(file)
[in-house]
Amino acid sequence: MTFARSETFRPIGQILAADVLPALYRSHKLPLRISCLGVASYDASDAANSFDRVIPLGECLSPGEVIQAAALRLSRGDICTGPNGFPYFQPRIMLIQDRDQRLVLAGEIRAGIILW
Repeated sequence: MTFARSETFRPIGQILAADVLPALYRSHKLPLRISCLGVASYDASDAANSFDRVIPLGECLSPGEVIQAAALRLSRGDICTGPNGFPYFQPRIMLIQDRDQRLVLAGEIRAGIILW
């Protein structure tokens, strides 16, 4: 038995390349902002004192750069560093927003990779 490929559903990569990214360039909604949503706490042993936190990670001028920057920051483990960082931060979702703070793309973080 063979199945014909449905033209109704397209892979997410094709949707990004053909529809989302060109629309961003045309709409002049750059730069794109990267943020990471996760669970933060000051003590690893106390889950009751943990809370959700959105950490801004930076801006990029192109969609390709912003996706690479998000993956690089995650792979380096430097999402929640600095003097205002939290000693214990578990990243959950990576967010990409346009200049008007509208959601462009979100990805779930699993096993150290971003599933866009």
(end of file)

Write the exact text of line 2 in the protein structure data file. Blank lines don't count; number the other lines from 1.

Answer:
Amino acid sequence: MTFARSETFRPIGQILAADVLPALYRSHKLPLRISCLGVASYDASDAANSFDRVIPLGECLSPGEVIQAAALRLSRGDICTGPNGFPYFQPRIMLIQDRDQRLVLAGEIRAGIILW